There are some hip mobility exercises you can do standing. These will obviously target our hip, but the balance challenges it places on the support leg are just as instrumental as the “main leg” we’re mobilizing.
For most of these, we will be using end range isometrics from the standing position. This is like the Functional Range Conditioning based work I’ve covered before. If that doesn’t ring a bell, I’ll explain the rationale along with the usage of irradiation to get the most neural drive for your mobility training. For those acquainted, feel free to skip ahead.
Functional Range Conditioning
For the uninitiated, the movements we’ll be covering are built around Functional Range Conditioning developed by Canadian sport chiropractor Andreo Spina. In a nutshell, his work in this context centers around increasing joint range of motion (ROM) by using controlled articular rotations (CARs) of the join that is likened to oiling an engine.
Another prominent component of this philosophy is to use end range isometric contraction to communicate to the nervous system — and ultimately muscle — that it’s safe to access that ROM. This teaches the body that it’s safe to move into those ROM.
First, we will share a technique that is crucial in helping to train mobility in the body.
- Feet firmly planted
- Big toes especially pushing down
- Feel all four corners of your feet
- Arms at sides with 30 degrees abduction with either a fist or completely open palm as wide as you can make it
- Screw feet into the ground
- Squeeze butt and tighten abdomen in towards spine on your exhale
- Seek to tighten hands as much as possible with each out breath and create as much down force with your feet into the ground as much as possible
- Be sure when bringing tension to the outer extremities that you’re keeping a lengthened contraction
- The feet should still feel wide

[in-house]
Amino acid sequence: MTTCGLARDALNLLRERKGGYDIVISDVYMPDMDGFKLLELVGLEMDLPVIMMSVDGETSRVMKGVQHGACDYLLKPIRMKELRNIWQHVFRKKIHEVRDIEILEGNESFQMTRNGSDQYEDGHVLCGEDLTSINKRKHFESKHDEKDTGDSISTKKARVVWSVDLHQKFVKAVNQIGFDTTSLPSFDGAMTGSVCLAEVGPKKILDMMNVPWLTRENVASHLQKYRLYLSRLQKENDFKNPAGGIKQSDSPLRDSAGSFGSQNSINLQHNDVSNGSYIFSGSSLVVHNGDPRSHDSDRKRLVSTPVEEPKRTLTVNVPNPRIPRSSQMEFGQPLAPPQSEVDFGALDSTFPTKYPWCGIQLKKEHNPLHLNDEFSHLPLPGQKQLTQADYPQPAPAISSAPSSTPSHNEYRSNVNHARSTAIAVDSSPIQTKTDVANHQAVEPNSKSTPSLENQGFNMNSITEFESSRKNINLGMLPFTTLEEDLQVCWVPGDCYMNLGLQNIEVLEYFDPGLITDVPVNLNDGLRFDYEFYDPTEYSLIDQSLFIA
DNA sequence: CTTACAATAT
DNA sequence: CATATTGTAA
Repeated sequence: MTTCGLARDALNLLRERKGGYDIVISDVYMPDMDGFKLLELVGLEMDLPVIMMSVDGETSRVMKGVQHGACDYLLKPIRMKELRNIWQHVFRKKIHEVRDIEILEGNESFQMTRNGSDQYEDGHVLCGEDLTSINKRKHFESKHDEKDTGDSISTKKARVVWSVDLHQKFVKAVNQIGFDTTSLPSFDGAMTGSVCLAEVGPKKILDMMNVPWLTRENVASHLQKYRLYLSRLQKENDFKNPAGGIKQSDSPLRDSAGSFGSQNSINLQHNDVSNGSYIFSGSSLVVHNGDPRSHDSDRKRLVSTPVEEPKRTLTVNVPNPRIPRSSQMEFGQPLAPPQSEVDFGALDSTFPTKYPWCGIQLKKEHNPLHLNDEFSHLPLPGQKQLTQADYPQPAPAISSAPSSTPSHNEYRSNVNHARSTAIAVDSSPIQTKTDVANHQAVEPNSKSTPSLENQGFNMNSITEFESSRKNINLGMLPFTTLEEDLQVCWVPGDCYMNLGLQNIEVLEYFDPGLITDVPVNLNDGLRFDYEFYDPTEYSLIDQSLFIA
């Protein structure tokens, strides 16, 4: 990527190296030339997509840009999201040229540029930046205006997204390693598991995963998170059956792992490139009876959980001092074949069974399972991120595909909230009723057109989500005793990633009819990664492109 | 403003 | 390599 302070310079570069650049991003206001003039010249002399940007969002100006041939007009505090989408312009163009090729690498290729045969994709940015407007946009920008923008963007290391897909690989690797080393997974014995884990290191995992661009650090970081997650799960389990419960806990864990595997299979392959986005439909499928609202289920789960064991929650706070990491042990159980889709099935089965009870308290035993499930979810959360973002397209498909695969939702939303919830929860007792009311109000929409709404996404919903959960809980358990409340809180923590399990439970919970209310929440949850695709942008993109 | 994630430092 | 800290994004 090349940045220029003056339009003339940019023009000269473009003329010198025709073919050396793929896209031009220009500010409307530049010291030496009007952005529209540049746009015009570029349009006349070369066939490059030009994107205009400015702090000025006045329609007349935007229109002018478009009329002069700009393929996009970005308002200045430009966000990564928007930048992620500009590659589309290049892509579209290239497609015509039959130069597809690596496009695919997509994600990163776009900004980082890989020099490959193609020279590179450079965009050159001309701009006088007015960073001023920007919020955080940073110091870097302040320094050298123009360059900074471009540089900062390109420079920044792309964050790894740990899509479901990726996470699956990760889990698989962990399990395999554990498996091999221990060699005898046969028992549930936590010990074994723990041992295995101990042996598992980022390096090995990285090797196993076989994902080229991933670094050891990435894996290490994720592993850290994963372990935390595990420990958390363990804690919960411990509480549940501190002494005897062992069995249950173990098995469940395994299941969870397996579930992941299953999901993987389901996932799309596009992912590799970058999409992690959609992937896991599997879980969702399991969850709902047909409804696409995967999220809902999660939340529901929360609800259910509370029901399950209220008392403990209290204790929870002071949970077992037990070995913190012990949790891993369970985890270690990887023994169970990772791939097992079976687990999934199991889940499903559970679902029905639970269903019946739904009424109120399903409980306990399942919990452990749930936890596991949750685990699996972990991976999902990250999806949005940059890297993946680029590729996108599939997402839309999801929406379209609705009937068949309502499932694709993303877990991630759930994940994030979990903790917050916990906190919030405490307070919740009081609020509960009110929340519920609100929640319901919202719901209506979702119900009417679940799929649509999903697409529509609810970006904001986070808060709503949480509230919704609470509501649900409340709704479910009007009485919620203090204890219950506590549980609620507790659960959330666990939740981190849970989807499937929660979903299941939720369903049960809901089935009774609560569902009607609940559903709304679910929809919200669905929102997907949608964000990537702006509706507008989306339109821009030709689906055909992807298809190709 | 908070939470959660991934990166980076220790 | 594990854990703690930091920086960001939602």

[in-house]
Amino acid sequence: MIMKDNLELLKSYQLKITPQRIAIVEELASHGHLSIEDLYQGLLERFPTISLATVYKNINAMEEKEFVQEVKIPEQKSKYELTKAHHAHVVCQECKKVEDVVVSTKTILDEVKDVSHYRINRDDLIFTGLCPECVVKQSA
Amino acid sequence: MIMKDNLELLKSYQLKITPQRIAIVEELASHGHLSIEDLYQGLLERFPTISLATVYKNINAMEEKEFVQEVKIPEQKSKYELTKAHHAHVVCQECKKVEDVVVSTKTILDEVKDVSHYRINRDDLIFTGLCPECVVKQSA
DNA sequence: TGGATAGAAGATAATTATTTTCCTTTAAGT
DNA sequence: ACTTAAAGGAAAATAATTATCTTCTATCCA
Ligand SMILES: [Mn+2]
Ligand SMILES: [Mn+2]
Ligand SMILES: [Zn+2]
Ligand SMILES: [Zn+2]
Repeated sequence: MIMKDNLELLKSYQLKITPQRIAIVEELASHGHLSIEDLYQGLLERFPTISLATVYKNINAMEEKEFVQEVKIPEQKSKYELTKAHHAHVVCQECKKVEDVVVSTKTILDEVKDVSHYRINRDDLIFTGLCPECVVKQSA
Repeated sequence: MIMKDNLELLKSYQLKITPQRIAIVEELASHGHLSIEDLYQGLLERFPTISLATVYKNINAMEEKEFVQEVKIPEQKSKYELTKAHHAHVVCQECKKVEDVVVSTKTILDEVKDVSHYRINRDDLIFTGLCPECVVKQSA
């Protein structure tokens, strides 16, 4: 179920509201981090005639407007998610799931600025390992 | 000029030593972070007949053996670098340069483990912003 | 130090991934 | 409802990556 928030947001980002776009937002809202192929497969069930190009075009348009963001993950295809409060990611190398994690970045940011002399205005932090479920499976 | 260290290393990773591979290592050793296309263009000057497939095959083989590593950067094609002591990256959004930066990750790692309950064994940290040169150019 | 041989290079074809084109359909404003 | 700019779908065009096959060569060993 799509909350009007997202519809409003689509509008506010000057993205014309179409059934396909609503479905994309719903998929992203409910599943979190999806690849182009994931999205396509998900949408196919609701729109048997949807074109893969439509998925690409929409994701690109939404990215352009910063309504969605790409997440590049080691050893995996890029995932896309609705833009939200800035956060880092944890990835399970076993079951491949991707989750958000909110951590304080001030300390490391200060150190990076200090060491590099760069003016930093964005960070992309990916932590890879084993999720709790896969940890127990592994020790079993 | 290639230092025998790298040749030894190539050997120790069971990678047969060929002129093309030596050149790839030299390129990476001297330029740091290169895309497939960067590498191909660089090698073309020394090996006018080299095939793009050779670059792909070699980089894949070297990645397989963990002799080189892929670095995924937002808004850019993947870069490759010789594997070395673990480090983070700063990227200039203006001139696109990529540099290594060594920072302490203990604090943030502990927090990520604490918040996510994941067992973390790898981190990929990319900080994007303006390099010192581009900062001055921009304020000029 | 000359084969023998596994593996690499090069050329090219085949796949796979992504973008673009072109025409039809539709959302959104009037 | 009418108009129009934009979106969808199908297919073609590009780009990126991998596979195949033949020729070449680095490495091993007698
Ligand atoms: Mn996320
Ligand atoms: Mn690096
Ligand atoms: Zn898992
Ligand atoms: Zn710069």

- Do 5 breaths with 5-second pauses at bottom of exhale
- Ramp up intensity with each breath all the way to 100 percent
- Completely relax to shake out the tension
- Do at least one more set before beginning mobility work
What “Tight” Hip Flexors May Actually Represent
Many times we feel the incessant need to stretch our hip flexors, quadriceps, and “front line” because they feel tight from Western culture and associated sitting. Plus, grappling puts us into a lot of forward flexed positions.
But many of us find that even with this incessant stretching, the hip flexors and “front line” still feel tight. What actually needs to be done in these cases is what I’m sharing today: strengthening this area at the end range.
This active contraction at end range will create more control of our ranges of motion and will actually make the hip flexors feel less tight because you’ve gotten a “grip” on them i.e. neuromuscular control.
- Position yourself with outside hip flexed with inside leg and hand supporting near the wall
- Hold outside knee up towards chest with outside hand
- Going to our end range we hold knee in place and then we let go using an active contraction to keep the knee driven up
- The standing leg pushes down with extra awareness brought to the big toe pushing into the ground
- This helps straighten the leg and ground through all four corners of the foot
- You should feel your butt engage
- When you lift off irradiate tension by either squeezing or widening your outside hand as much as possible
Use of The Bosu Ball
Use of the Bosu Ball targets different angles of the foot. It forces you to practice keeping a wide foot to promote balance. If you keep gripping with your feet, you will only tighten that musculature and make it even harder to balance.
This is an optional addition to any of these standing mobility exercises.
Doing this end range work is going to help communicate to the body that we can actively hold and control these ranges of motion. Coupling it with the strength movements helps keep the neural drive going, while performing movements that are required for optimum living and performance.
I’m a big believer in creating “feedback cycles” with your exercise selection and timing. This is just another one of those examples. This exercise is a great primer to use minutes before going on the mats because it gives you the neural drive to fire and control your hips.
Take it for what it’s worth, but I remember at the 2018 ADCC East Coast Trials, Tex Johnson was using this as part of his warmup. We spoke of the applicability of FRC training for BJJ.
Your activation and control of your body on the mats will severely increase by adding these to your routine.
I’m releasing my first video product and 12 week training program “Secrets to Soft, Stable, Strong, and Supple Low Back/Hips”.
You can find the preorder HERE. It’ll be live for a few more weeks before the sale ends.